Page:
A block diagram illustrating an example communications system wherein multiple transmitters communicate asynchronously with a single receiver is shown in FIG. 1. The example communications system, generally referenced 10, is a frequency hopping spread spectrum communication system. The system 10 comprises a plurality of remote transmitters 12 and one or more receivers 14. The remote transmitters are capable of transmitting only and therefore cannot receive acknowledgements of the reception of their transmissions.
In a frequency hopping system, the frequency of transmission is changed in some fashion in a way known to both transmitter and receiver. The frequency hopping range is defined and a number of frequencies are selected as hop frequencies. Typically a pseudo random sequence is used to determine the hop sequence. During communications, a transmitter and the receiver synchronously hop from frequency to frequency in accordance with the hop sequence known to both of them. If multiple transmitters exist, each may use the same or a different hop sequence. In the example presented herein, all transmitters use the same hop sequence.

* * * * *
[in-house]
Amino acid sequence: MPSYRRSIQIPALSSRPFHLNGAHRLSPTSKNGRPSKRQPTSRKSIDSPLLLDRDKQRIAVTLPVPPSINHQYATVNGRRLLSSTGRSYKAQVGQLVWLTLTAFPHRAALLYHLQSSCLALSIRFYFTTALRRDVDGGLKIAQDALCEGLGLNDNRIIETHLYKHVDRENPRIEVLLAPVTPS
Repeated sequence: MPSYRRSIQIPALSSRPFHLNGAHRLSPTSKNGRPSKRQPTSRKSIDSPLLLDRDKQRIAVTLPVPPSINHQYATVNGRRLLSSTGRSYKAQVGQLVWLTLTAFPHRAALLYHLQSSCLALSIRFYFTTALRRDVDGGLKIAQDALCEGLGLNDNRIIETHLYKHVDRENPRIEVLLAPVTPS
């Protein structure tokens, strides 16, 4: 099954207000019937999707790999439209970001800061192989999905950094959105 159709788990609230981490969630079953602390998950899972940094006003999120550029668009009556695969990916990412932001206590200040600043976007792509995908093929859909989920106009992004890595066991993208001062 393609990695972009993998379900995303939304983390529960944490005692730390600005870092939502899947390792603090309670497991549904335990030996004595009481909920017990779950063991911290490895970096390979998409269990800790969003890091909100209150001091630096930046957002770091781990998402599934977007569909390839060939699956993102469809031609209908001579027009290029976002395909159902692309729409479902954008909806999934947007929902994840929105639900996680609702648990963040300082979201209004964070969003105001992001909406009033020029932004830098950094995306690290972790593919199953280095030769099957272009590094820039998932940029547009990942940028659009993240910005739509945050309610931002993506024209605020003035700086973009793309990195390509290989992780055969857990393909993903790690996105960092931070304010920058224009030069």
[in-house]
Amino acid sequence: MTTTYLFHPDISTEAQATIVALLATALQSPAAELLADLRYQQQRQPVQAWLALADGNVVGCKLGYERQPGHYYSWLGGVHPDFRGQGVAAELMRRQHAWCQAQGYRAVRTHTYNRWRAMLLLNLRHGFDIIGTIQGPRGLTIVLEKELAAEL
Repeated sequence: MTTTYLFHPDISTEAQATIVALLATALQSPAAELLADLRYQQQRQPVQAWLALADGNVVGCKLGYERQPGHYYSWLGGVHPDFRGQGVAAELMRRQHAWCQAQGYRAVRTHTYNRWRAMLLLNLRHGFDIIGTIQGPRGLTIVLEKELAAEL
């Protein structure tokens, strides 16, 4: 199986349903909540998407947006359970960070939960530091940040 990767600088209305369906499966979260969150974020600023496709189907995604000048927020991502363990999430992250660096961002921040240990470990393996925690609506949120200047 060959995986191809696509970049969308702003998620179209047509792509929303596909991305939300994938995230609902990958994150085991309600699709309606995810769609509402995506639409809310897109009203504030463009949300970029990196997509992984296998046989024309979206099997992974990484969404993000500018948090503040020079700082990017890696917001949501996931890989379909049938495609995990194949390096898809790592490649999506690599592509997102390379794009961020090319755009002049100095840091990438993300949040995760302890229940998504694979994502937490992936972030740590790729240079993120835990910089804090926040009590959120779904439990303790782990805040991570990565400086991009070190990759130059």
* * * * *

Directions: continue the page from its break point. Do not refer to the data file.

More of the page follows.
A transmission is defined as a burst of a plurality of packets comprising data. This is shown in FIG. 2A which is an illustration representing an example sequence of bursts of data from a single transmitter. Each burst of a plurality of packets 20 from a single transmitter is output at random timing with respect to the previous burst. Reference is now made to FIG. 2B that illustrates a plurality of time slots making up a single burst. Each burst is comprised of a plurality of N single packet data transmissions. Each single packet data transmission occurs within a time slot. A gap is placed between each two consecutive data packets. The burst 20 is comprised of a plurality of time slots 23. Each time slot comprises a gap time and a packet. Each data packet is transmitted utilizing a different frequency in accordance with the predefined hopping sequence known to the transmitters and receivers in the communication system.